UN-Oceans activities

Joint statements and side events

Other inter-agency activities by UN-Oceans members

  • Global Climate Observing System - GCOS is intended to be a long-term, user-driven operational system capable of providing the comprehensive observations required for monitoring the climate system, for detecting and attributing climate change, for assessing the impacts of climate variability and change, and for supporting research toward improved understanding, modelling and prediction of the climate system. It addresses the total climate system including physical, chemical and biological properties, and atmospheric, oceanic, hydrologic, cryospheric and terrestrial processes. (Lead: WMO)
  • Global Environment Facility - International Waters The Global Environment Facility is a partnership between 182 member governments, 4 United Nations Agencies (UNDP, UNEP, FAO, UNIDO), the World Bank, 4 Regional Development Banks, the International Fund for Agricultural Development, nongovernmental organizations, and the private sector - to address global environmental issues. Under its International Waters focal area, the GEF finances activities to helps countries collectively manage their transboundary surface water basins, groundwater basins, and coastal and marine systems in order to sustain and share the benefits from them. With the help of the 10 GEF Agencies, the GEF International Waters portfolio has supported regional collaborative efforts for 22 transboundary surface water basins, 16 large marine ecosystems, and 5 cross-border groundwater systems. The development of 13 new regional treaties, protocols, and regional agreements during these GEF projects highlights that many countries view the sustainability of these systems as critical to their future development. In the context of marine and coastal resources, current GEF strategic programs for International Waters include restoring and sustaining coastal and marine fish stocks and associated biological diversity, and reducing nutrient over-enrichment and oxygen depletion from land-based pollution of coastal waters in Large Marine Ecosystems consistent with the Global Program of Action (GPA).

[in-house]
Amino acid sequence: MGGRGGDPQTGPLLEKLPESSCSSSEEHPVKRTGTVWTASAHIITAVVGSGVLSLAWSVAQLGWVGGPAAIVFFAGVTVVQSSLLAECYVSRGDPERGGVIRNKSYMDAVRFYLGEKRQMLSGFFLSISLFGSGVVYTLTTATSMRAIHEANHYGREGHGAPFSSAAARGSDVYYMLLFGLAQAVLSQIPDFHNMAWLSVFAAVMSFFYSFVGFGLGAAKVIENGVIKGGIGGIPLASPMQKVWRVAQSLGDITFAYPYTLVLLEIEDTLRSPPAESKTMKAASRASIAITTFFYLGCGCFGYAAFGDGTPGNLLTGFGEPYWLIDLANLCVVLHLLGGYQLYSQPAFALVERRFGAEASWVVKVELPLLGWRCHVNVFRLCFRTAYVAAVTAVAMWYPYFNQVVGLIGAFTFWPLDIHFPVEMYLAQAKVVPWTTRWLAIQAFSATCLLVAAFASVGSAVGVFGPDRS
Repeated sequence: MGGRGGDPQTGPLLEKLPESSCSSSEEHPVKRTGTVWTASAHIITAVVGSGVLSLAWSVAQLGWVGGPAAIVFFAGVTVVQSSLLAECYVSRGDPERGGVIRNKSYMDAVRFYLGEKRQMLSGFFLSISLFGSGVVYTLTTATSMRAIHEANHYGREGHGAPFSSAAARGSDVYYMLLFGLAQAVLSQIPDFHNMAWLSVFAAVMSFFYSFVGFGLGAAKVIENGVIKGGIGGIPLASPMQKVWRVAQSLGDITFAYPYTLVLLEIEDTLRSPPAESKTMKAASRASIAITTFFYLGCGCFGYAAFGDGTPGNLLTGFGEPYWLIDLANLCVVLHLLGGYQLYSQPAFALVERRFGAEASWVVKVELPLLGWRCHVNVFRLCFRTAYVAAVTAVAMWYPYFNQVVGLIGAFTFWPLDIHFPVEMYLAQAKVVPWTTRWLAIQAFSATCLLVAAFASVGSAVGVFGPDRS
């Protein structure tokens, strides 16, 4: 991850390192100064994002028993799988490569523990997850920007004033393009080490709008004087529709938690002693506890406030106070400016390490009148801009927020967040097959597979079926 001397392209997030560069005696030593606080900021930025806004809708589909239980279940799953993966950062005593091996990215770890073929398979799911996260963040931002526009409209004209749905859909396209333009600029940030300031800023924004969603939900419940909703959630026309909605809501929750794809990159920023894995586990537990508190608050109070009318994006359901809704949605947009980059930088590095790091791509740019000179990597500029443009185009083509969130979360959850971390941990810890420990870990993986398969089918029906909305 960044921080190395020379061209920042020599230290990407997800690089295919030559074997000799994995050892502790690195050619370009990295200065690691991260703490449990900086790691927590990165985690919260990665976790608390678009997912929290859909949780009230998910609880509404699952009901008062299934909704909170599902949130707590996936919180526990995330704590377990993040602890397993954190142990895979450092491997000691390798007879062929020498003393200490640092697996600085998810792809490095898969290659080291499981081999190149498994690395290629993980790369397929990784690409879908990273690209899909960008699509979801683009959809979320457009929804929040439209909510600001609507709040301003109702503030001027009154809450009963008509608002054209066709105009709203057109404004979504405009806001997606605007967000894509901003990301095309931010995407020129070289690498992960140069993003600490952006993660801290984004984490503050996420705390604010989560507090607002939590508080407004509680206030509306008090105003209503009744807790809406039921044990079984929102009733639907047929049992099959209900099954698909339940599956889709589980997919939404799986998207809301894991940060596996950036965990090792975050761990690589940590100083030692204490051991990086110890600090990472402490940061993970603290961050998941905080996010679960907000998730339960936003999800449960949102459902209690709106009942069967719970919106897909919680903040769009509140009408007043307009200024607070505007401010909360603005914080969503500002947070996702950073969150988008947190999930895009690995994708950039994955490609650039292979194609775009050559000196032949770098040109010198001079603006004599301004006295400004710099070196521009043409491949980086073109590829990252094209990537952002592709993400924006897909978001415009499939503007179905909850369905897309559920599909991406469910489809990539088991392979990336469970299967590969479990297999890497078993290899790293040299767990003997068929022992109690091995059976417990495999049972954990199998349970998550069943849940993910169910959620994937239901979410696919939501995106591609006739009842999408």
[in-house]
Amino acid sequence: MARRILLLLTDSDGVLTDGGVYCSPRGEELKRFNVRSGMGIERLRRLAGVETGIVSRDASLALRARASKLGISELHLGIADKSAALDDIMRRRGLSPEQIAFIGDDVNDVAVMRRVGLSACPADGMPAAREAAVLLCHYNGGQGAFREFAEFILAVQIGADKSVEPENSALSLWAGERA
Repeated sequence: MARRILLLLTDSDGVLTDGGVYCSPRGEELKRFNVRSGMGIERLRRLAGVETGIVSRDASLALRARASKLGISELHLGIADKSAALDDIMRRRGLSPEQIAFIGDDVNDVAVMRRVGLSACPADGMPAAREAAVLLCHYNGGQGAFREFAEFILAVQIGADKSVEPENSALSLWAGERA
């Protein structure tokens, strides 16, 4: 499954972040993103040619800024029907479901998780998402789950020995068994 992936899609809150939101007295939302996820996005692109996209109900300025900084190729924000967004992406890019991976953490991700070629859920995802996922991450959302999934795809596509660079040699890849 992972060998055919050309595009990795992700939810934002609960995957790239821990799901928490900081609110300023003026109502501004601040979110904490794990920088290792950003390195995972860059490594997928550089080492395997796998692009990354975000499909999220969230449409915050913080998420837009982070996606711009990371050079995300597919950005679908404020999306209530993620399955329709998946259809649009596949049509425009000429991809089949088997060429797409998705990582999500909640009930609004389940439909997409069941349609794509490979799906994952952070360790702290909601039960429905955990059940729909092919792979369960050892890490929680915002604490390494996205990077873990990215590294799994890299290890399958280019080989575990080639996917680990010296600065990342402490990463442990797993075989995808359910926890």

• Global Ocean Observing System - GOOS is a permanent global system for observations, modelling and analysis of marine and ocean variables to support operational ocean services worldwide. GOOS is working with national agencies and regional networks to provide accurate descriptions of the present state of the oceans, including living resources, continuous forecasts of the future conditions of the sea for as far ahead as possible, and the basis for forecasts of climate change. (Lead: UNESCO / IOC)
  • Global Programme of Action for the Protection of the Marine Environment - The major threats to the health, productivity and biodiversity of the marine environment result from human activities on land - in coastal areas and further inland. Some 80% of the pollution load in the oceans originates from land-based activities. The GPA is designed to be a source of conceptual and practical guidance to be drawn upon by national and/or regional authorities for devising and implementing sustained action to prevent, reduce, control and/or eliminate marine degradation from land-based activities.